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Am J Clin Nutr. 2000 Oct;72(4):1010-7.

Infant growth patterns in the slums of Dhaka in relation to birth weight, intrauterine growth retardation, and prematurity.

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  • 1International Centre for Diarrhoeal Disease Research, Bangladesh (ICDDR,B), Dhaka, Bangladesh.



Relations between size and maturity at birth and infant growth have been studied inadequately in Bangladesh, where the incidence of low birth weight is high and most infants are breast-fed.


This study was conducted to describe infant growth patterns and their relations to birth weight, intrauterine growth retardation, and prematurity.


A total of 1654 infants born in selected low-socioeconomic areas of Dhaka, Bangladesh, were enrolled at birth. Weight and length were measured at birth and at 1, 3, 6, 9, and 12 mo of age.


The infants' mean birth weight was 2516 g, with 46.4% weighing <2500 g; 70% were small for gestational age (SGA) and 17% were premature. Among the SGA infants, 63% had adequate ponderal indexes. The mean weight of the study infants closely tracked the -2 SD curve of the World Health Organization pooled breast-fed sample. Weight differences by birth weight, SGA, or preterm categories were retained throughout infancy. Mean z scores based on the pooled breast-fed sample were -2.38, -1. 72, and -2.34 at birth, 3 mo, and 12 mo. Correlation analysis showed greater plasticity of growth in the first 3 mo of life than later in the first year.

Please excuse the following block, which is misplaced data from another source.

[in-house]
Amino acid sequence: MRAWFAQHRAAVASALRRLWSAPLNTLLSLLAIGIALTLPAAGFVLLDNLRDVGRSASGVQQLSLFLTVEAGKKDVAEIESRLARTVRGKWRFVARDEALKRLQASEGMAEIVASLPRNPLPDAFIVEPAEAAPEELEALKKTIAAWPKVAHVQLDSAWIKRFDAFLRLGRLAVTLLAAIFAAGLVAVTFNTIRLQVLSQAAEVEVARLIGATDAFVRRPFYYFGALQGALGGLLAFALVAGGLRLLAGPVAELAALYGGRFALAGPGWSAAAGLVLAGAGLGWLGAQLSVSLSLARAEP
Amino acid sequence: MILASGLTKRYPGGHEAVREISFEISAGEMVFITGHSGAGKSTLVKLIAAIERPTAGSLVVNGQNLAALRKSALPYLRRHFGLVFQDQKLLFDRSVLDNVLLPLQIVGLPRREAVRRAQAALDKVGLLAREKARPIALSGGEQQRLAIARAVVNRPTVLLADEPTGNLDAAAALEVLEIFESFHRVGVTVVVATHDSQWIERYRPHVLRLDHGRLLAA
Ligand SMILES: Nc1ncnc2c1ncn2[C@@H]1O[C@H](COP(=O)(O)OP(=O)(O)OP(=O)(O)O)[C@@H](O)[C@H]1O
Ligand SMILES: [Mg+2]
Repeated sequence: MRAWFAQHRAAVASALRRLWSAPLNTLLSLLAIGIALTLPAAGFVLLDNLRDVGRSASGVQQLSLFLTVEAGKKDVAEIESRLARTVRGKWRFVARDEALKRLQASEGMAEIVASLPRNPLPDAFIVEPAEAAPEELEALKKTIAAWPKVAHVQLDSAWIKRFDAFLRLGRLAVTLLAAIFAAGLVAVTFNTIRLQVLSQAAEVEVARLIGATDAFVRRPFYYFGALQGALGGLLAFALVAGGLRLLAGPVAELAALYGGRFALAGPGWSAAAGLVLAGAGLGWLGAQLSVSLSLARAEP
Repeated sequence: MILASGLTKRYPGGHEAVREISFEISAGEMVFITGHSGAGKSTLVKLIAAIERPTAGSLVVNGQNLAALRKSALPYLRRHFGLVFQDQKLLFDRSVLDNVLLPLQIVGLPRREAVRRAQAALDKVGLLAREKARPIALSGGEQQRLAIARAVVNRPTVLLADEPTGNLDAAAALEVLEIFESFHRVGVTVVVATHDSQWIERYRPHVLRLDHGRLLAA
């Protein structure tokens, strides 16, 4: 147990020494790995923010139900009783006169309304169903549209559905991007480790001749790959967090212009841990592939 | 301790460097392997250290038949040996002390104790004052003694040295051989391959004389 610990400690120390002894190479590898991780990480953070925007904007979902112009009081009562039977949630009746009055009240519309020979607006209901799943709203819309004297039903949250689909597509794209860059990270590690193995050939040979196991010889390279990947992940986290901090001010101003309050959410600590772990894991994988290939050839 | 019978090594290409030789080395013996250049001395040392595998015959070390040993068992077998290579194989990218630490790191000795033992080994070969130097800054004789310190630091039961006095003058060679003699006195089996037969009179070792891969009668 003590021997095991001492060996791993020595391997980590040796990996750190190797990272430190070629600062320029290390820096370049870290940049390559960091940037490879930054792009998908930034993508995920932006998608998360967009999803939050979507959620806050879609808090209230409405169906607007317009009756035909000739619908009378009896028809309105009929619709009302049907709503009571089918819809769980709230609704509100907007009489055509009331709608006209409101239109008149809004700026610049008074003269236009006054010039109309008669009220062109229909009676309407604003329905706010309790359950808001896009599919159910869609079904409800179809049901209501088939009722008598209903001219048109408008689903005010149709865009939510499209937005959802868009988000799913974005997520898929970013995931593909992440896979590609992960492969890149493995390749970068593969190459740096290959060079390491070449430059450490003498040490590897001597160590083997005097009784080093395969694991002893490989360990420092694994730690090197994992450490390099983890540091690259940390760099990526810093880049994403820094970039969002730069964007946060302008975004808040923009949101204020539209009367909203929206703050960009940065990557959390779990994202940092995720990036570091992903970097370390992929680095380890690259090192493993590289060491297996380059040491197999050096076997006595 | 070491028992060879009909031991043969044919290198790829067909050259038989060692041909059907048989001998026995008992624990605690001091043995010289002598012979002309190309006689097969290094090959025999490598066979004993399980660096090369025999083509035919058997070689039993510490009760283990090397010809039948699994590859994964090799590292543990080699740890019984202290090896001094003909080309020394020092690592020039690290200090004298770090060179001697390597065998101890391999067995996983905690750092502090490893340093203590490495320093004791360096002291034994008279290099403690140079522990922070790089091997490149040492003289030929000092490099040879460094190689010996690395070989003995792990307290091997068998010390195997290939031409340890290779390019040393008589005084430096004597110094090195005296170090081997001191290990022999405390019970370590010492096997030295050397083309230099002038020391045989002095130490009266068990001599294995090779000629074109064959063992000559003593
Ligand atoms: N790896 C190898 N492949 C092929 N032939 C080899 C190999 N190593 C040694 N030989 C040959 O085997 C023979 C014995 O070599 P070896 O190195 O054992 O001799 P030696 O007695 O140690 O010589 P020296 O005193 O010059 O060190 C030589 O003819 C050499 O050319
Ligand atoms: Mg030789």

Infant growth rates were similar to those observed among breast-fed infants in developed countries. Most study infants experienced chronic intrauterine undernourishment. Catch-up growth was limited and weight at 12 mo was largely a function of weight at birth. Improvement of birth weight is likely to lead to significant gains in infant nutritional status in this population, although interventions in the first 3 mo are also likely to be beneficial.

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